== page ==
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Books published by publisher Harcourt

  • Life of Pi, Deluxe Illustrated Edition

    Yann Martel, Tomislav Torjanac

    Hardcover (Harcourt, Oct. 7, 2007)
    “Will the tiger be menacing; will the ocean be threatening; will the island be something out of Frankenstein or will it be an Eden?”—Yann MartelLife of Pi, first published in 2002, became an international bestseller and remains one of the most extraordinary and popular works of contemporary fiction.In 2005 an international competition was held to find the perfect artist to illustrate Yann Martel’s Man Booker Prize–winning novel. From thousands of entrants, Croatian artist Tomislav Torjanac was chosen. This lavishly produced edition features forty of Torjanac’s beautiful four-color illustrations, bringing Life of Pi to splendid, eye-popping life. Tomislav Torjanac says of his illustrations: “My vision of the illustrated edition of Life of Pi is based on paintings from a first person’s perspective—Pi’s perspective. The interpretation of what Pi sees is intermeshed with what he feels and it is shown through [the] use of colors, perspective, symbols, hand gestures, etc.”
  • Madcap Mystery

    Karin Anckarsvard

    Hardcover (Harcourt, June 15, 1962)
  • Science, Grade 6


    Hardcover (Harcourt, Sept. 1, 2006)
    Science, Grade 6 (View amazon detail page) ASIN: 0153609427
  • Winterdance: The Fine Madness of Running the Iditarod

    Gary Paulsen

    Hardcover (Harcourt, March 1, 1994)
    Paulsen and his team of dogs endured snowstorms, frostbite, dogfights, moose attacks, sleeplessness, and hallucinations in the relentless push to go on. Map and color photographs.
  • Harcourt Social Studies: The United States - Making a New Nation


    Paperback (Harcourt, April 1, 2005)
    occassional marks and writing throughout
  • Star Rangers

    Andre Norton

    Hardcover (Harcourt, Jan. 1, 1953)
    One of several printings, "First Edition" so states on copyright page. The author's second book - common in ex-library state, scarce otherwise. Norton later wrote a sequel entitled "Star Guard."
  • The Double

    Jose Saramago, Margaret Jull Costa

    Hardcover (Harcourt, Oct. 4, 2004)
    Tertuliano Máximo Afonso is a history teacher in a secondary school. He is divorced, involved in a rather one-sided relationship with a bank clerk, and he is depressed. To lift his depression, a colleague suggests he rent a certain video. Tertuliano watches the film and is unimpressed. During the night, noises in his apartment wake him. He goes into the living room to find that the VCR is replaying the video, and as he watches in astonishment he sees a man who looks exactly like him-or, more specifically, exactly like the man he was five years before, mustachioed and fuller in the face. He sleeps badly.Against his own better judgment, Tertuliano decides to pursue his double. As he establishes the man's identity, what begins as a whimsical story becomes a dark meditation on identity and, perhaps, on the crass assumption behind cloning-that we are merely our outward appearance rather than the sum of our experiences.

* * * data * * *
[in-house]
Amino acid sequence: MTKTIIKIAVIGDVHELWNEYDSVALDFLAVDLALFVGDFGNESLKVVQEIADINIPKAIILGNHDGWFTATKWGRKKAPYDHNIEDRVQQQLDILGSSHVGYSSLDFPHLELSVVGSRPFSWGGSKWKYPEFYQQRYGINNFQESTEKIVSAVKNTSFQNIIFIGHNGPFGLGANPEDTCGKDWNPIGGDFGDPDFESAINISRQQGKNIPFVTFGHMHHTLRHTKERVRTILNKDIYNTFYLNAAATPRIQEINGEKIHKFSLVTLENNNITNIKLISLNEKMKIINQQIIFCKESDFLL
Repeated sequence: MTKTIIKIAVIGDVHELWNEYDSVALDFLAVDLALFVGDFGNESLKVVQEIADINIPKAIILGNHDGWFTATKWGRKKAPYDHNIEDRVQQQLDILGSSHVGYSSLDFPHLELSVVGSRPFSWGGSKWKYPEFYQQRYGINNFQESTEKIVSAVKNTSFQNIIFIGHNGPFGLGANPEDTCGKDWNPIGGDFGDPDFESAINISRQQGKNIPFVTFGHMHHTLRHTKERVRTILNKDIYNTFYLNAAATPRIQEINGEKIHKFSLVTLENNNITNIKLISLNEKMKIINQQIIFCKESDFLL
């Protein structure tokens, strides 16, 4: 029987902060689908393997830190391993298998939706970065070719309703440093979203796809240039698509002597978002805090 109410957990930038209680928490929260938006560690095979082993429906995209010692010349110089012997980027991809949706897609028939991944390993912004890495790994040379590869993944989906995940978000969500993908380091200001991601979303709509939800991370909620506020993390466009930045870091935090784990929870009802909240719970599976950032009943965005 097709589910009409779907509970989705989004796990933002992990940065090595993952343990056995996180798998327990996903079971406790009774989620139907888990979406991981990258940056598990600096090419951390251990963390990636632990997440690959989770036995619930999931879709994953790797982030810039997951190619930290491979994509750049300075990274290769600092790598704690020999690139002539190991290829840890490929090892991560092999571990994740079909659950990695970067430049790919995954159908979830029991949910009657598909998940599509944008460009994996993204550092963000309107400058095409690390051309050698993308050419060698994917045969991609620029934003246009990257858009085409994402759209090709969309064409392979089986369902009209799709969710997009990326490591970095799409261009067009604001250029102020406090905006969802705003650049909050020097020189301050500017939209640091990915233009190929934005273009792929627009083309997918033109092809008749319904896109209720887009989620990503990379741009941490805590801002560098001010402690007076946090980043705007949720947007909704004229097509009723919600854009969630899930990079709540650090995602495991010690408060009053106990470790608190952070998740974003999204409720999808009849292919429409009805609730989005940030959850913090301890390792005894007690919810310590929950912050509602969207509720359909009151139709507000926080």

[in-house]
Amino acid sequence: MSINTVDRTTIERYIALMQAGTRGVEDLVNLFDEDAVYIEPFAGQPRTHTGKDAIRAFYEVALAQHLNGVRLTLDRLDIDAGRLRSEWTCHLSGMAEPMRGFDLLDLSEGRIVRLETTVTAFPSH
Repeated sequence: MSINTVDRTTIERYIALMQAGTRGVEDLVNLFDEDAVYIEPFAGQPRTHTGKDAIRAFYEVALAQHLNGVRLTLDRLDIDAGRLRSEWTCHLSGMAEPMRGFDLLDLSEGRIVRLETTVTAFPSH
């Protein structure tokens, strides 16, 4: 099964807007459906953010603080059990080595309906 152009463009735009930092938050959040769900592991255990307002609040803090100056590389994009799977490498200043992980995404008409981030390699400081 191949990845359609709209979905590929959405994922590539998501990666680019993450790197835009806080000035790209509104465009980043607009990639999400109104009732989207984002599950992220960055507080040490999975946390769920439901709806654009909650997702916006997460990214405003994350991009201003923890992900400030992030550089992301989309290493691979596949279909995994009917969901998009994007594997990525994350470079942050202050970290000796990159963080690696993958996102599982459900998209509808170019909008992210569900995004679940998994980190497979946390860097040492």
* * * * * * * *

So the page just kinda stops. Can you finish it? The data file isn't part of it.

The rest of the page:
• The Burning Bed

    Faith McNulty

    Hardcover (Harcourt, Oct. 1, 1980)
    Recounts the tragic story of a battered wife, who in desperation murdered her tormenting husband, and describes how they met and married, and how their relationship deteriorated
  • Bingo Night at the Fire Hall: Rediscovering Life in an American Village

    Barbara Holland

    Hardcover (Harcourt, Sept. 15, 1997)
    A humorous portrait of the author's life in the Virginia Blue Ridge Mountains details a small town where everyone gets along and her adventures there, which include finding shelter in a bar during a blizzard and writing obituaries for the local paper.
  • Aristotle's Children: How Christians, Muslims, and Jews Rediscovered Ancient Wisdom and Illuminated the Dark Ages

    Richard E. Rubenstein

    Hardcover (Harcourt, Oct. 15, 2003)
    Europe was in the long slumber of the Dark Ages, the Roman Empire was in tatters, and the Greek language was all but forgotten, until a group of Arab, Jewish, and Christian scholars rediscovered and translated the works of Aristotle. His ideas spread across Europe like wildfire, offering the scientific point of view that the natural world, including the soul of man, was a proper subject of study. The Catholic Church convulsed, and riots took place at the universities of Paris and Oxford. Richard Rubenstein recounts with energy and vigor this magnificent story of the intellectual ferment that planted the seeds of the scientific age in Europe and reflects our own struggles with faith and reason.
  • A Man Called Intrepid: The Secret War

    William Stevenson

    Hardcover (Harcourt, Feb. 1, 1976)
    An account of the intelligence activities of William Stephenson, code name Intrepid, and of the world's first integrated intelligence network, established in 1940 by Stephenson under the joint aegis of Churchill and Roosevelt
  • The Seven Storey Mountain

    Thomas Merton

    Hardcover (Harcourt Brace, Oct. 4, 1998)
    This beautifully produced commemorative edition includes an account of the book’s original publication by Merton’s editor, Robert Giroux, an Introduction by Merton’s biographer, Father William Shannon, and Merton’s own Introduction to the Japanese edition.